But Croker was also deservedly known as an indefatigable administrator. Shortly after being appointed secretary to the Admiralty in 1809 he had courageously exposed a senior naval accountant, a personal protégé of the king’s, who Croker discovered from a close examination of the files had embezzled more than £200,000. “I am almost always to be found at my desk,” Croker wrote an acquaintance. He told his wife not to bother writing “private” on any letters she sent him at the office, “as I open all letters myself.” Years later, looking back on the two decades he had continuously held the post at the Admiralty, he remarked, “I never quitted that office-room without a kind of uneasiness, like a truant boy.”16
The secretary was nominally no more than a staff assistant and administrator to the Lords of the Admiralty, who determined policy and issued orders to captains at sea, but in practice when the secretary wrote “My Lords Commissioners of the Admiralty command me to acquaint you” or “My Lords have thought fit to” or “Their Lordships are not prepared to,” it was John Wilson Croker and not their lordships at all who had often made the decision. So firmly had Croker taken control of the office in three short years, and so widely regarded—or at least mythologized—was his power among naval officers, that John Surman Carden was convinced to his dying day that the reason he never received another sea command after losing the Macedonian was not that he had lost a ship but that he had put his foot wrong with the secretary by incautiously referring to “their Lordships of the Admiralty’s” wishes in a way that suggested they, and not Croker, held the power to make decisions. “Woe to him who did not pay homage to this Tyrant,” wrote Carden.17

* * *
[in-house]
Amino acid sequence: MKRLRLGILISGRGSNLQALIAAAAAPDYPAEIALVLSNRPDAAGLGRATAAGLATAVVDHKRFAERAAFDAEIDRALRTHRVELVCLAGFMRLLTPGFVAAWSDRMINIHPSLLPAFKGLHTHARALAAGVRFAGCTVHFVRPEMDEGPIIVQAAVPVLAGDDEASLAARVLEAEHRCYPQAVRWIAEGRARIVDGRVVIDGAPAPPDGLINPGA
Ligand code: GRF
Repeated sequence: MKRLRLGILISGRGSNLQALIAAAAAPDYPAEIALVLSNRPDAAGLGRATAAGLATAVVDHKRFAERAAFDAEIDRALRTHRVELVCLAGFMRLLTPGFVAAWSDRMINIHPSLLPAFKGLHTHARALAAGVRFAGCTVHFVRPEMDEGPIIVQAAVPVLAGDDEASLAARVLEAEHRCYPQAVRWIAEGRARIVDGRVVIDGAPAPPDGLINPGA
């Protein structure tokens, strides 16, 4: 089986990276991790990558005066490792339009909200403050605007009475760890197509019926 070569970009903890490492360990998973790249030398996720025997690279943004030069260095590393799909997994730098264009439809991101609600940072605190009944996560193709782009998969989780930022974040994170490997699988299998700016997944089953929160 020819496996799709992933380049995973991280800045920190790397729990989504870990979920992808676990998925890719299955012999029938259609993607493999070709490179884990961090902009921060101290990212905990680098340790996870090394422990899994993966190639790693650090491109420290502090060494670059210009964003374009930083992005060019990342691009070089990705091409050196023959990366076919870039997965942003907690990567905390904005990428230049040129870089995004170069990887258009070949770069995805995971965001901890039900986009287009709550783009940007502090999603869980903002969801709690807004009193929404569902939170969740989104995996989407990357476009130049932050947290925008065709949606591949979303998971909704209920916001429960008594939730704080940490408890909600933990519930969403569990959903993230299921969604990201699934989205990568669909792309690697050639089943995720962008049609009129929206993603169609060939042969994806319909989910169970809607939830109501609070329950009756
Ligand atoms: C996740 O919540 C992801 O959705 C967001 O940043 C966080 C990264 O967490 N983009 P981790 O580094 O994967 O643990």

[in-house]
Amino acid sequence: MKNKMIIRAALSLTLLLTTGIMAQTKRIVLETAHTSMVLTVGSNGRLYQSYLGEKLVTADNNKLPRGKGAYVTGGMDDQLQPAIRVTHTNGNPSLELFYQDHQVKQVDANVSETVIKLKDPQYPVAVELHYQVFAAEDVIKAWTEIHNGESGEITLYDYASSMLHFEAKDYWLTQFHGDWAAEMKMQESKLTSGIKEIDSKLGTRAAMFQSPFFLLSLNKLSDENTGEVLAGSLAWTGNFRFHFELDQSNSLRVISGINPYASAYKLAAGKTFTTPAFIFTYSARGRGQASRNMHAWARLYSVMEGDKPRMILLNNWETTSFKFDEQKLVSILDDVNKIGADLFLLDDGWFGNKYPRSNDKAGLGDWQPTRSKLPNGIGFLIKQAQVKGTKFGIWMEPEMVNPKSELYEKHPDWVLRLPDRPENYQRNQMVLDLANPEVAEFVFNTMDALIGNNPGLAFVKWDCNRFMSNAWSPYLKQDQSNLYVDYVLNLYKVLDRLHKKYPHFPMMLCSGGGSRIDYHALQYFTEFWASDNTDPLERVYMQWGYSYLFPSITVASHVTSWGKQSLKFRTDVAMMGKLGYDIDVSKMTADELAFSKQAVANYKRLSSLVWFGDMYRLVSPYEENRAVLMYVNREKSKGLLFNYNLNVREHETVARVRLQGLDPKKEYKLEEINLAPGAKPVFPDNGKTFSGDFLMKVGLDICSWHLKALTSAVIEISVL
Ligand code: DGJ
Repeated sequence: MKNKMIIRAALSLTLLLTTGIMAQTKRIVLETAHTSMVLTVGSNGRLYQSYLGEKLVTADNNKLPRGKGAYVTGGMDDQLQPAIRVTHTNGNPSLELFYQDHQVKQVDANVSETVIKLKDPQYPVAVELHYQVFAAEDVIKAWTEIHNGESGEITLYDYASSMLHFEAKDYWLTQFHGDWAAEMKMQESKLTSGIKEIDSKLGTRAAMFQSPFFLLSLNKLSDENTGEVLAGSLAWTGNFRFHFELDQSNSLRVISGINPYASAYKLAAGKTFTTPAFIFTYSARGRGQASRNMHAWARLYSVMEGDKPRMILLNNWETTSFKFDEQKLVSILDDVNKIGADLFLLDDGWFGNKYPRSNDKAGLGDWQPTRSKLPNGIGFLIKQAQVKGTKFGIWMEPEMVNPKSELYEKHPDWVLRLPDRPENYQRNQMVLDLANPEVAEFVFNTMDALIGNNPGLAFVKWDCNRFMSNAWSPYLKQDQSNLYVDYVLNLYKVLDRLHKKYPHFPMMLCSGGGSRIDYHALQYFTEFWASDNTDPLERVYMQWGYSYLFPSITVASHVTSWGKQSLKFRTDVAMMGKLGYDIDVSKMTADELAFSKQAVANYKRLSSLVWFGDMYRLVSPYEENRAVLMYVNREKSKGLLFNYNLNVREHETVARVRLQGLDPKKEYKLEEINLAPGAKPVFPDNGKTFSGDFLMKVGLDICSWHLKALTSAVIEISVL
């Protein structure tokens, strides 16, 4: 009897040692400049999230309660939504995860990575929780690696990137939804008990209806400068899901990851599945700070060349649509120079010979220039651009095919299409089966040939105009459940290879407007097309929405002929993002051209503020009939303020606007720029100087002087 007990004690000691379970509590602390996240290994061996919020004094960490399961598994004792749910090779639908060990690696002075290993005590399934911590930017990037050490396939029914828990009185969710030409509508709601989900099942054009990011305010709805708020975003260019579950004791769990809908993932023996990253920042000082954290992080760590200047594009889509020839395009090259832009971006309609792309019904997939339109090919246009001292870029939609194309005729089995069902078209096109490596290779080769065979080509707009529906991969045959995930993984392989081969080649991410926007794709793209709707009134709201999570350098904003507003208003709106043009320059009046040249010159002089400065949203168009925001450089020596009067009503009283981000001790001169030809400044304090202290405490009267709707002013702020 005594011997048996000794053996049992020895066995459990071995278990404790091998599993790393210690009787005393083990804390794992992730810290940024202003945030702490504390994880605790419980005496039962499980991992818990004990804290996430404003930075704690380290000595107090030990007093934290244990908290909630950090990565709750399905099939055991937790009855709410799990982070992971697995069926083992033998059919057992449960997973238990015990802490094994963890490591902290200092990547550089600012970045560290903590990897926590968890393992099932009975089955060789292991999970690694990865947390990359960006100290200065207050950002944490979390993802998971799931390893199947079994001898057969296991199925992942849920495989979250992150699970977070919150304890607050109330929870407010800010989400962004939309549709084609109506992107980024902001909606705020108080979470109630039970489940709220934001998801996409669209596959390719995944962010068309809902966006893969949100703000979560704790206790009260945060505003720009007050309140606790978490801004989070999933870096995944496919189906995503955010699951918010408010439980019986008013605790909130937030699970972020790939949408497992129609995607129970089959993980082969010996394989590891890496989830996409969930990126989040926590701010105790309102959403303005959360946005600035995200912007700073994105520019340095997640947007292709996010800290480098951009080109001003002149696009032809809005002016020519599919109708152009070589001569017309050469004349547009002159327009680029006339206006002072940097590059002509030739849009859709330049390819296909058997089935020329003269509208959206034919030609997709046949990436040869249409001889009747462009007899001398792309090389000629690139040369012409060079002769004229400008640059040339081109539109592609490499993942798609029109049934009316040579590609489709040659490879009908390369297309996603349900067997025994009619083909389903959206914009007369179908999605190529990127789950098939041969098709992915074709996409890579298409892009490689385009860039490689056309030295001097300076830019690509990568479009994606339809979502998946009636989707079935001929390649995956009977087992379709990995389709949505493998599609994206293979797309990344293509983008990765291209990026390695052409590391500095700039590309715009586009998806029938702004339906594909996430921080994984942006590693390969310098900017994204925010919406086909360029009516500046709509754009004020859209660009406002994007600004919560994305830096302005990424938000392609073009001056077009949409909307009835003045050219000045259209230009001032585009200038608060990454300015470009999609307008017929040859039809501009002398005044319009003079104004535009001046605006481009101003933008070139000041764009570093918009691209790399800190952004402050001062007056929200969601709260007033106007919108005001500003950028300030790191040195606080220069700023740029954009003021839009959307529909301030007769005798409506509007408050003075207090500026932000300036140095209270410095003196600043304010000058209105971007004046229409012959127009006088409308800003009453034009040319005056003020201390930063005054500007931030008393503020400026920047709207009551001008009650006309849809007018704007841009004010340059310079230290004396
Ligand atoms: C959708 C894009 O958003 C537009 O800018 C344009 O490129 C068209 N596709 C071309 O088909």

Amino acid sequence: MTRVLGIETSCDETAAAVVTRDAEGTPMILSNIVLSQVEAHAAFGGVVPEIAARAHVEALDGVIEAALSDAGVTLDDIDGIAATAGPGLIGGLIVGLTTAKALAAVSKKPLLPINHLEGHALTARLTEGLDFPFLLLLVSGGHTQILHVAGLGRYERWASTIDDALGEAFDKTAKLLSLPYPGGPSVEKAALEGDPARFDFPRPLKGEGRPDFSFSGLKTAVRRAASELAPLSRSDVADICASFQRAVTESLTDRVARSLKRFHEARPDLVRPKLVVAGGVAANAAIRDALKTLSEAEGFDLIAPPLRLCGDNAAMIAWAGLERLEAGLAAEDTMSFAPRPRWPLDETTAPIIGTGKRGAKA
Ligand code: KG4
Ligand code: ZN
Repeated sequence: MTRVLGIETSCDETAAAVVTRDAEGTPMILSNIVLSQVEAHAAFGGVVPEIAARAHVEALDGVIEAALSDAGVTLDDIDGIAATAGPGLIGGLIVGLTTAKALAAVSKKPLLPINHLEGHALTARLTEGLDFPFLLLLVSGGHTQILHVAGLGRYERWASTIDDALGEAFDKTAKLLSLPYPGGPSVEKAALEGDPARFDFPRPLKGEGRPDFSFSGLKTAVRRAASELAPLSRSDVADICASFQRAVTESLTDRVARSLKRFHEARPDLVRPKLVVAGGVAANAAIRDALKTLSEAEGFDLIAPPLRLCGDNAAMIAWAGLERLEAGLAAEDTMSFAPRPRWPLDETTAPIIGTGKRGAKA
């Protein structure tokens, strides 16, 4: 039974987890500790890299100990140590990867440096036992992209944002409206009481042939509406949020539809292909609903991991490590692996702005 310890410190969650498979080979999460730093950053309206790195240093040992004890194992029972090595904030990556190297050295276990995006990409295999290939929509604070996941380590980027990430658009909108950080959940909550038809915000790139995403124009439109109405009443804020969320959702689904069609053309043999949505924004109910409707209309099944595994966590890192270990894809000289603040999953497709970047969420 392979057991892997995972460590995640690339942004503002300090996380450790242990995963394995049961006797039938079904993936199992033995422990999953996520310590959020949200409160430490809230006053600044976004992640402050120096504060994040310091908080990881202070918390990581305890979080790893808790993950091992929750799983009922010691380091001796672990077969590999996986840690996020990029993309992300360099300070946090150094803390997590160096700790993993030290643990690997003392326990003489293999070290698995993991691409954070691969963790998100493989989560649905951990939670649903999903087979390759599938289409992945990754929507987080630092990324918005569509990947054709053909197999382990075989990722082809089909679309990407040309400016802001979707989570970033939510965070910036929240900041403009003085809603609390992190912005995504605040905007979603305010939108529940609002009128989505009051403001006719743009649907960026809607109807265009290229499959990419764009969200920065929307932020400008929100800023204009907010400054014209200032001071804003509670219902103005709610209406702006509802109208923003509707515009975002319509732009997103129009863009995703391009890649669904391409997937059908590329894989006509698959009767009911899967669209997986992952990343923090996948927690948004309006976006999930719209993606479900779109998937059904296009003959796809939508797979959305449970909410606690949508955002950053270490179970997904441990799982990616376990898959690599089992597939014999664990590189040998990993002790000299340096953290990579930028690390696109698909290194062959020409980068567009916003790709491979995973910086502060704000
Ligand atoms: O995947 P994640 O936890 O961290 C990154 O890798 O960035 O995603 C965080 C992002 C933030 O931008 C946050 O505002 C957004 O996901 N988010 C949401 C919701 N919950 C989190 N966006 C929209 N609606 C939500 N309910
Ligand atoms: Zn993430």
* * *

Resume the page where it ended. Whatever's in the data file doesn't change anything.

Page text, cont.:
Nereus may have been supremely confident of the conduct of the naval war with America and the complete correctness of the government’s handling of it to date, but Croker and the Admiralty privately were unmistakably alarmed by the unexpected turn the war had taken. At the very same moment Nereus’s letters were appearing in the Courier, the secretary was hurriedly ordering new strategies, weapons, tactics, and commanders into place. Among the steps were some of the very ideas Nereus heaped scorn upon in public. The Admiralty immediately commissioned a private yard to build five large forty-gun frigates as soon as possible to meet the threat posed by the more powerful American ships, and ordered the eighteen-pounder main guns of the Royal Navy’s one existing frigate of this class, the Endymion, replaced with twenty-four pounders during the extensive repair she was currently undergoing at Plymouth, expected to be completed in mid-1813. To reduce the weight and construction time of the new frigates, the Admiralty ordered them built of softwood rather than wait for increasingly scarce supplies of oak to become available—the jibes about America’s supposed “fir-built frigates” notwithstanding. A design for an even larger fifty-gun frigate of about fifteen hundred tons was produced in three days, and orders for two were placed. And as a stopgap, three old seventy-four-gun line-of-battle ships—the Majestic, Goliath, and Saturn—that were about to be taken out of service and converted to prison hulks were ordered to be cut down instead as “razees” and sent to the American station: stripping off their top decks would quickly produce something that approximated the sailing qualities and firepower of the American forty-fours.18
While Nereus was expressing indignation at the suggestion that Britain’s naval commanders on the scene had been lax, Croker was hectoring Warren with a series of increasingly impatient instructions, along with blasts of reproof for his lack of accomplishment and energy to date. The secretary was thirty-two now, just a little over half Warren’s age, and he had all of three years’ experience in naval affairs. But with the withering superiority that had become a deadly weapon in his hands, he proceeded to let Warren know exactly where he stood, instructing him on his defects in everything from his requests for additional force to the choice of words used in his dispatches, and warning him that the Admiralty now expected quick results.